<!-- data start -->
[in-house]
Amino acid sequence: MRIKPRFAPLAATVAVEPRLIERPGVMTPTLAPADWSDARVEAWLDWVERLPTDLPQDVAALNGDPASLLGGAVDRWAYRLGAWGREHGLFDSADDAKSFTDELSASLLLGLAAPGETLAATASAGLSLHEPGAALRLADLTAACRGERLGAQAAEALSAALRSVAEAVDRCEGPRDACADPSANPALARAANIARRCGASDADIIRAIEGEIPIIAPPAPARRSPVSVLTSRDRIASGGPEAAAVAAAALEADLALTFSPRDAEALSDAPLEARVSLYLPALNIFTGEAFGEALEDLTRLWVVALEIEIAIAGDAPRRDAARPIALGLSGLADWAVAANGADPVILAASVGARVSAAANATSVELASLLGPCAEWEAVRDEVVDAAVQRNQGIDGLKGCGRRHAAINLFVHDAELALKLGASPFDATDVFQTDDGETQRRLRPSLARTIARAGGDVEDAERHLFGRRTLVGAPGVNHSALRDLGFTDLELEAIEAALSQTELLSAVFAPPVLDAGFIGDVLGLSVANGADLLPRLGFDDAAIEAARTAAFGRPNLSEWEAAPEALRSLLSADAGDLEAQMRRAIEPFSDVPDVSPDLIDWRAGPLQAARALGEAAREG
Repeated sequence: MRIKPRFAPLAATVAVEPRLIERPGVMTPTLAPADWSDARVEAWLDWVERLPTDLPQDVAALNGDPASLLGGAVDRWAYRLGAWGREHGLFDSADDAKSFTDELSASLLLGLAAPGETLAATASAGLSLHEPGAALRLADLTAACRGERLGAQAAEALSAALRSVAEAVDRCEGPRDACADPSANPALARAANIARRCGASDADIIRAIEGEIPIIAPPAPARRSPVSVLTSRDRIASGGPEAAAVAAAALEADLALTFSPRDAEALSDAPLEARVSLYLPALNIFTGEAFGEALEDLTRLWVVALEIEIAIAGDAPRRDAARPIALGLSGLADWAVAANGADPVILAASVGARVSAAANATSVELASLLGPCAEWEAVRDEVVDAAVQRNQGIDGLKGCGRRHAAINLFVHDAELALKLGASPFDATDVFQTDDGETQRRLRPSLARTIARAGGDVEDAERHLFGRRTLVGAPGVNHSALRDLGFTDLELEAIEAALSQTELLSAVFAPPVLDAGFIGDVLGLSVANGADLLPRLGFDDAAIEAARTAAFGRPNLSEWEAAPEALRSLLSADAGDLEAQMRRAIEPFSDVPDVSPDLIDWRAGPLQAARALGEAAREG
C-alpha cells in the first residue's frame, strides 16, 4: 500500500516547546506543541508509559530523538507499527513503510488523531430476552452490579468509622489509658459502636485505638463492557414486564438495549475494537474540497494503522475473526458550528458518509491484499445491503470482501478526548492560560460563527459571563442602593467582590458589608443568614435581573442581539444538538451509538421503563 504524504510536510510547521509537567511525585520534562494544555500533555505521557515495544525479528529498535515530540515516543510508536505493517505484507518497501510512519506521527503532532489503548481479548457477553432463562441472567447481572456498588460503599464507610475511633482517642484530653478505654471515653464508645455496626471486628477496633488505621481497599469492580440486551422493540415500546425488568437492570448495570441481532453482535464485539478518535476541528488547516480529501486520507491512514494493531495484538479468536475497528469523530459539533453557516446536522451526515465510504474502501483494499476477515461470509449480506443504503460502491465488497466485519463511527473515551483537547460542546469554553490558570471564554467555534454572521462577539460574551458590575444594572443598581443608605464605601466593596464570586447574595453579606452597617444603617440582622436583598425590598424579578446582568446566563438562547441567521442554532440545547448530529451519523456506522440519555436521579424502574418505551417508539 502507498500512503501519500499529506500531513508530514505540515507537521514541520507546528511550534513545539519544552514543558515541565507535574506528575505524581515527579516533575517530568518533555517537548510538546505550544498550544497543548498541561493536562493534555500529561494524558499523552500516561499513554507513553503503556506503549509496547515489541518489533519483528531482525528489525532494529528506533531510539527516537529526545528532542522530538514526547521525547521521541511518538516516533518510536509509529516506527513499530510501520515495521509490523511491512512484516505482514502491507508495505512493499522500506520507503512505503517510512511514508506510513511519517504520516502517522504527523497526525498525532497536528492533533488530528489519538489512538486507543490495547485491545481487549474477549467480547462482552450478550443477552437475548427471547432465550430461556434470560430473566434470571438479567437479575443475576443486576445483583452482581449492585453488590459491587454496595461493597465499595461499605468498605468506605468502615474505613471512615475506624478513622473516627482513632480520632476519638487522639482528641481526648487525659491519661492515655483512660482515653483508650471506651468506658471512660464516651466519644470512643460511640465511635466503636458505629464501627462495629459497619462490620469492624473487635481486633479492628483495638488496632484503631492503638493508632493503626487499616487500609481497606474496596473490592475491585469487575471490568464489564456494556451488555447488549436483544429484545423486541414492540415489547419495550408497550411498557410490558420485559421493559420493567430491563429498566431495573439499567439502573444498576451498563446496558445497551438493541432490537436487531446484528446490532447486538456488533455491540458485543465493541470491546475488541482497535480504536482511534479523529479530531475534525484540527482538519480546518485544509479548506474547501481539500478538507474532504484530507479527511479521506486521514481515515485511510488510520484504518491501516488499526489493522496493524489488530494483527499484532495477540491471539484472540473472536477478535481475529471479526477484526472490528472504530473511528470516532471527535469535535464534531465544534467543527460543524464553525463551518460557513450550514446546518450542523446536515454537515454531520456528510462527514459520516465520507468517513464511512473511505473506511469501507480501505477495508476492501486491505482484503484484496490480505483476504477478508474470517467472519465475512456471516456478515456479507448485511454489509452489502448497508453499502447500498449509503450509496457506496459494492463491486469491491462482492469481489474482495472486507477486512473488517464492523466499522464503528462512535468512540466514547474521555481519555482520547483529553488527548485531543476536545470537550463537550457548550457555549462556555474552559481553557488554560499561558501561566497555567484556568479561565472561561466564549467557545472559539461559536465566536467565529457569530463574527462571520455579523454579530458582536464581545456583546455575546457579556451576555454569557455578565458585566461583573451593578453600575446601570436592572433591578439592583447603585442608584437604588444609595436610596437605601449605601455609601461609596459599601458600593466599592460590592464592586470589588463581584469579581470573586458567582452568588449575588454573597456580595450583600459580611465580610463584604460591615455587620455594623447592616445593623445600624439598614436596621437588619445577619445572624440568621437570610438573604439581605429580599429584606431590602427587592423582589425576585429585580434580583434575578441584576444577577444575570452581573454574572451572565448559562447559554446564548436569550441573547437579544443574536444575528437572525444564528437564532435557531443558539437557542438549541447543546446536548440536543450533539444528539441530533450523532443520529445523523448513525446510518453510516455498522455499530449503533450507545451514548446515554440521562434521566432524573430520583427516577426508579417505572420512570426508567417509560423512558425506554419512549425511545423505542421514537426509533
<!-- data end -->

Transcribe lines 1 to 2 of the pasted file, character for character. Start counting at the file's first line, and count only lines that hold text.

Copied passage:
[in-house]
Amino acid sequence: MRIKPRFAPLAATVAVEPRLIERPGVMTPTLAPADWSDARVEAWLDWVERLPTDLPQDVAALNGDPASLLGGAVDRWAYRLGAWGREHGLFDSADDAKSFTDELSASLLLGLAAPGETLAATASAGLSLHEPGAALRLADLTAACRGERLGAQAAEALSAALRSVAEAVDRCEGPRDACADPSANPALARAANIARRCGASDADIIRAIEGEIPIIAPPAPARRSPVSVLTSRDRIASGGPEAAAVAAAALEADLALTFSPRDAEALSDAPLEARVSLYLPALNIFTGEAFGEALEDLTRLWVVALEIEIAIAGDAPRRDAARPIALGLSGLADWAVAANGADPVILAASVGARVSAAANATSVELASLLGPCAEWEAVRDEVVDAAVQRNQGIDGLKGCGRRHAAINLFVHDAELALKLGASPFDATDVFQTDDGETQRRLRPSLARTIARAGGDVEDAERHLFGRRTLVGAPGVNHSALRDLGFTDLELEAIEAALSQTELLSAVFAPPVLDAGFIGDVLGLSVANGADLLPRLGFDDAAIEAARTAAFGRPNLSEWEAAPEALRSLLSADAGDLEAQMRRAIEPFSDVPDVSPDLIDWRAGPLQAARALGEAAREG